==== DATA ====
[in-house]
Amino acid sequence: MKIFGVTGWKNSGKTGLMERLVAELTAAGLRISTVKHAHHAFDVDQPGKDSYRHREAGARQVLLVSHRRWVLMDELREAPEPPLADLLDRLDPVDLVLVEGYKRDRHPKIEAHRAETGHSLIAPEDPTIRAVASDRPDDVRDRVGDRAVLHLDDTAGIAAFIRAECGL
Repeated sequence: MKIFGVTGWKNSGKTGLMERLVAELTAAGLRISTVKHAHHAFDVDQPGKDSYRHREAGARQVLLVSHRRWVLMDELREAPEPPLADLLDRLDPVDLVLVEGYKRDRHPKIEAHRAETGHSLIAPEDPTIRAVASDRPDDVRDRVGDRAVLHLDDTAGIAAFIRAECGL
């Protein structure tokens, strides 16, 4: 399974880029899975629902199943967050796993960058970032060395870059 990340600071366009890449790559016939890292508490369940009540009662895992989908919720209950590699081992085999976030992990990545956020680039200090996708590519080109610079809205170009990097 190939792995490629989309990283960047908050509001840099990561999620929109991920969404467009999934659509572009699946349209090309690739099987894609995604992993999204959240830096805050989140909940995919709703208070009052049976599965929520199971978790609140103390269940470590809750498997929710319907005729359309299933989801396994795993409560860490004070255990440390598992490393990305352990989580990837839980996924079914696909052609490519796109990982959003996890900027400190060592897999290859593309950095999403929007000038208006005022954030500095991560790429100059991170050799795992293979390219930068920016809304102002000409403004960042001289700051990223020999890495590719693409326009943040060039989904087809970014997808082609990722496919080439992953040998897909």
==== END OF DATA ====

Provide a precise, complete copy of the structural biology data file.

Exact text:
[in-house]
Amino acid sequence: MKIFGVTGWKNSGKTGLMERLVAELTAAGLRISTVKHAHHAFDVDQPGKDSYRHREAGARQVLLVSHRRWVLMDELREAPEPPLADLLDRLDPVDLVLVEGYKRDRHPKIEAHRAETGHSLIAPEDPTIRAVASDRPDDVRDRVGDRAVLHLDDTAGIAAFIRAECGL
Repeated sequence: MKIFGVTGWKNSGKTGLMERLVAELTAAGLRISTVKHAHHAFDVDQPGKDSYRHREAGARQVLLVSHRRWVLMDELREAPEPPLADLLDRLDPVDLVLVEGYKRDRHPKIEAHRAETGHSLIAPEDPTIRAVASDRPDDVRDRVGDRAVLHLDDTAGIAAFIRAECGL
């Protein structure tokens, strides 16, 4: 399974880029899975629902199943967050796993960058970032060395870059 990340600071366009890449790559016939890292508490369940009540009662895992989908919720209950590699081992085999976030992990990545956020680039200090996708590519080109610079809205170009990097 190939792995490629989309990283960047908050509001840099990561999620929109991920969404467009999934659509572009699946349209090309690739099987894609995604992993999204959240830096805050989140909940995919709703208070009052049976599965929520199971978790609140103390269940470590809750498997929710319907005729359309299933989801396994795993409560860490004070255990440390598992490393990305352990989580990837839980996924079914696909052609490519796109990982959003996890900027400190060592897999290859593309950095999403929007000038208006005022954030500095991560790429100059991170050799795992293979390219930068920016809304102002000409403004960042001289700051990223020999890495590719693409326009943040060039989904087809970014997808082609990722496919080439992953040998897909």